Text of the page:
Attorneys and IT consultants who handle intellectual property due diligence will want to note a recent decision by the Ninth Circuit relating to the transferability of licensed software. In Vernor v Autodesk, the Court considered the case of Timothy Vernor, who sold used copies of Autodesk’s AutoCAD software on eBay. Autodesk argued that the sales constituted copyright infringement. Vernor argued that the software copies were governed by the “first sale” doctrine, which is an affirmative defense to copyright infringement that allows owners of copies of copyrighted works (e.g., books, CDs, DVDs) to resell those copies.
The court analyzed the AutoCAD license agreement to determine whether AutoCAD users were “owners of a copy” or “licensees”, as only “owners of a copy” are eligible to assert the first sale doctrine. Reviewing the AutoCAD license agreement, the court noted that the agreement prohibited customers from renting, leasing, or otherwise transferring the software without Autodesk’s prior written consent. Focusing on the assignability and use restrictions of the license agreement, the court found that AutoCAD users are mere licensees and thus not permitted to resell the software:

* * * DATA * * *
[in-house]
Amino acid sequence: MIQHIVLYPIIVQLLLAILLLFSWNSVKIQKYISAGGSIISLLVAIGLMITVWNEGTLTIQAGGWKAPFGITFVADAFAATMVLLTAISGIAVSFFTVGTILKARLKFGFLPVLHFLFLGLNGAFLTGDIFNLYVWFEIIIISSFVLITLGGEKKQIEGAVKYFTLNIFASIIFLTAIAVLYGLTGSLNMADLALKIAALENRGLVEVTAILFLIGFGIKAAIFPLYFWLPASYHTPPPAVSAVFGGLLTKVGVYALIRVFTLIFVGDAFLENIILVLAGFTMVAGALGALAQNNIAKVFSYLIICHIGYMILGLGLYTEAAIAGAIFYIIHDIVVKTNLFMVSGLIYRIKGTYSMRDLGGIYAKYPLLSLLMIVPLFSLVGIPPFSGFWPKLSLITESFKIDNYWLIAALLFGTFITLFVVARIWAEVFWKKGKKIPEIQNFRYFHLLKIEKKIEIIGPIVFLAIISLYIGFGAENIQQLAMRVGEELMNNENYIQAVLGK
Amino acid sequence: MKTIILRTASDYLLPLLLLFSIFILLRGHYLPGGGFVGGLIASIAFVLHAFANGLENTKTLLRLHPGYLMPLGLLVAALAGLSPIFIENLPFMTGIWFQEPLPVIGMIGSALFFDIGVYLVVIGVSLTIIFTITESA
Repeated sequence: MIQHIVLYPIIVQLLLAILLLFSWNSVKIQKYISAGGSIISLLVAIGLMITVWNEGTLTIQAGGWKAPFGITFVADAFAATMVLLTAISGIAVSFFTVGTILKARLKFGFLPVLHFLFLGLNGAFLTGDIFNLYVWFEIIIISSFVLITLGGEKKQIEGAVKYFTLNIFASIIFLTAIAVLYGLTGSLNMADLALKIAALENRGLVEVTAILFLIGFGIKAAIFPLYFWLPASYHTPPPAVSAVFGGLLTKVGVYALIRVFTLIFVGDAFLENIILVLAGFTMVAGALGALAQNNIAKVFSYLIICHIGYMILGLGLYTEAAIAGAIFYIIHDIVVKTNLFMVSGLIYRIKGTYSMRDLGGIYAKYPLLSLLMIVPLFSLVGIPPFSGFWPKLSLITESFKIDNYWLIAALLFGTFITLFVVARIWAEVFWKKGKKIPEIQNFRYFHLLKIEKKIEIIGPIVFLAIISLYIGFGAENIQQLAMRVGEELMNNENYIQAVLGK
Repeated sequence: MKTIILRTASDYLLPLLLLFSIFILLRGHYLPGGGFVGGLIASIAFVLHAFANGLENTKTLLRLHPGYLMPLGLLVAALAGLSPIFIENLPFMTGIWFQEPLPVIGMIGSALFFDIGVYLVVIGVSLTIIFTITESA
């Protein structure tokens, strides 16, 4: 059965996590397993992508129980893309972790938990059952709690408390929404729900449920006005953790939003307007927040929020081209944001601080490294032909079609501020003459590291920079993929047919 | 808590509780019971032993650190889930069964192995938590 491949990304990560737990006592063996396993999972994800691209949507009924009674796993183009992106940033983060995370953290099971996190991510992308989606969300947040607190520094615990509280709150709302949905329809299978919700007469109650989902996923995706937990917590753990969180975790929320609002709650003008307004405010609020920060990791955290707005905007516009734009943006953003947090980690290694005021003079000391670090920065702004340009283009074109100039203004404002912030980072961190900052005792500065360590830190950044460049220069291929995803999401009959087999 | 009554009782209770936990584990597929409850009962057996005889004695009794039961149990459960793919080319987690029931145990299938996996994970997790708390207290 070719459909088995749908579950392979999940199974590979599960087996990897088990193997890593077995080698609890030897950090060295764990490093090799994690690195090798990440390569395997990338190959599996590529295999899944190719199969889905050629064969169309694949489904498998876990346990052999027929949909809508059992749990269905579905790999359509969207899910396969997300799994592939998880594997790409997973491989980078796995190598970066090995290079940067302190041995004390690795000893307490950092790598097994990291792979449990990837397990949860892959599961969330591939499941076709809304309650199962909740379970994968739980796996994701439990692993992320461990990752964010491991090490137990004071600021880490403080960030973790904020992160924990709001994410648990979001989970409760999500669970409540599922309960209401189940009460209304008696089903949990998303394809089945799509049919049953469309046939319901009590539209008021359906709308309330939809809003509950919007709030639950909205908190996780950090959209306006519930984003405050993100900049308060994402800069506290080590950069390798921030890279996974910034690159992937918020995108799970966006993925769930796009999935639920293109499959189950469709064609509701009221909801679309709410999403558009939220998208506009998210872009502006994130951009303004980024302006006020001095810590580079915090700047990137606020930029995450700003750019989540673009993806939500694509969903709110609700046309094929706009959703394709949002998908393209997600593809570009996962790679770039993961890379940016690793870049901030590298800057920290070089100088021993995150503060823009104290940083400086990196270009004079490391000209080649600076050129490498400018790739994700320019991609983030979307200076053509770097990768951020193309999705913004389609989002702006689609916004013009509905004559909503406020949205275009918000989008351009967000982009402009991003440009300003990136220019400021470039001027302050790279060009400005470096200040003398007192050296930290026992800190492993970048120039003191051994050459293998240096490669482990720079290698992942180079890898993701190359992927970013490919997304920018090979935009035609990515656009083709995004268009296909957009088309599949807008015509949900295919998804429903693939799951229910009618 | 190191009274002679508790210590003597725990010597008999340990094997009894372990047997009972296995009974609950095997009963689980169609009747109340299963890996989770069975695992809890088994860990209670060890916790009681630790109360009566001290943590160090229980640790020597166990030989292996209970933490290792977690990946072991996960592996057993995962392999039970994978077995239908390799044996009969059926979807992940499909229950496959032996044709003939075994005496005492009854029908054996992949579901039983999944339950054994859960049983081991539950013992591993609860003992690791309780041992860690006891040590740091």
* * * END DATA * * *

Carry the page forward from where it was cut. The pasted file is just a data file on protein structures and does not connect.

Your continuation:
We hold today that a software user is a licensee rather than an owner of a copy where the copyright owner (1) specifies that the user is granted a license; (2) significantly restricts the user’s ability to transfer the software; and (3) imposes notable use restrictions.
The court’s decision should remind entities involved in merger and acquisition due diligence that software licenses may not automatically transfer in the transaction. If the license “significantly restricts the user’s ability to transfer” and imposes use restrictions (each of which is the case in many software licenses), then the purchaser may need to obtain consent before the software can transfer to the new entity.